How is a first-term senator becoming a force in his party on foreign policy? Because in today’s GOP, he’s what passes for moderate.
Republican foreign policy experts are quick to question Paul’s credentials—anonymously, at least. One Capitol Hill staffer I talked to said, “I have yet to see any evidence that this guy’s anything more than someone who’s read up on a handful of issues as opposed to someone who’s traveled widely and thought deeply about the world.” Whereas Rubio has added Jamie Fly, the former director of the Foreign Policy Initiative, to his team, Paul has made no equivalent national security hire. On foreign policy, Paul listens to a group of political advisers that includes Doug Stafford, his former chief of staff who now works on his reelection campaign; Trygve Olson, a consultant who has worked on democracy promotion efforts in eastern Europe and who described himself to me as “a political guy who ended up doing a lot of foreign policy”; and Jack Hunter, a radio talk show host now working for Paul who calls himself “the southern avenger.” “I think this is a work in progress,” Elliott Abrams said of Paul’s foreign policy.
Nonetheless, as his ideological opponents readily admit, Paul is a skilled politician with a viable future. Yet he is popular not only because he is young, savvy, and articulate but also because he has exploited a long-standing gap between American citizens and their political leaders on foreign policy. When pollsters from Rasmussen asked likely voters this January, “Should the United States be the world’s policeman?” only 11 percent answered yes. No wonder Paul’s message of restraint has found such a warm reception.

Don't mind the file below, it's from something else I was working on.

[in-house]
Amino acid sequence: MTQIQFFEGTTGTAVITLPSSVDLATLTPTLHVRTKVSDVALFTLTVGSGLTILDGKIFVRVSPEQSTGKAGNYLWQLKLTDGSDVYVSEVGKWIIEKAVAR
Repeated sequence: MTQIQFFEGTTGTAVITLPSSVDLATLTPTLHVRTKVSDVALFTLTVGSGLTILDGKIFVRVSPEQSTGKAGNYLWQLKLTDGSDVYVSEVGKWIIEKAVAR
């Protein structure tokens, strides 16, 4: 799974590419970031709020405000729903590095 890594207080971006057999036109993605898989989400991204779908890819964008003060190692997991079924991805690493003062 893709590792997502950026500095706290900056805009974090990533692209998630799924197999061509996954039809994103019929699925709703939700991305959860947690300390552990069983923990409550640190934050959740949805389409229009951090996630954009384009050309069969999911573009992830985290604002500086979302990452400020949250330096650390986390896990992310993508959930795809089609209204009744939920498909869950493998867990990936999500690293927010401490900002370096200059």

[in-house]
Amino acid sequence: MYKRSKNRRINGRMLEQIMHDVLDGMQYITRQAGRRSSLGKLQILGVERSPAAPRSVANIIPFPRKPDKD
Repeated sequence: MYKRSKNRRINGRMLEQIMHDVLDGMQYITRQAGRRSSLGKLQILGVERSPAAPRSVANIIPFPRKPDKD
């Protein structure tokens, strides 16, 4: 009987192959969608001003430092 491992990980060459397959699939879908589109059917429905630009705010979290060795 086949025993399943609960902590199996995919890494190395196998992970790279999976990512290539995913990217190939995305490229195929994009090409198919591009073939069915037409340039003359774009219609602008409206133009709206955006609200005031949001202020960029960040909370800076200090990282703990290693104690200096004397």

The brashest of Paul’s positions—the immediate cutting off of aid, the major downsizing of military bases, the imposition of significant congressional authority—will likely never become U.S. foreign policy. But his effect on the rhetorical landscape could prove more lasting. Paul, George Will said, has “expanded the range of what is discussable.” The challenge he poses to advocates of military intervention is particularly potent, and particularly useful at a time when Washington is debating our intervention in Syria.
On the day Paul and I spoke, Rasmussen polled likely voters about the conflict in Syria. Seventy-three percent thought the United States should stay out. The Senate, meanwhile, was coming to its own consensus on Syria. The chair of the Foreign Relations Committee, Democratic Senator Robert Menendez, had just introduced legislation that would provide arms and training to the opposition, and McCain and Democratic Senator Carl Levin would soon take to the Senate floor and demand missile strikes against Bashar al-Assad’s forces. Rubio had staked out his position on Syria well before, arguing for stronger actions against the regime back in 2011.
Paul was skeptical. He wondered which side the rebels were on, what would happen to Syria’s two million Christians, and whether a post-Assad state would be any better than the one that preceded it. “I’m not saying it’s not America’s problem; I’m just saying I’m not sure what the solution is, and I’m not sure anybody knows,” he said. “People who say they know, I think, are being presumptuous.” Two days later, Paul was off to Cedar Rapids, Iowa, to speak before a sold-out crowd at the GOP’s Lincoln Day Dinner. The Iowa caucuses were more than two and a half years away, but Paul was already polling well among Iowans. He was leading Rubio by nineteen points.
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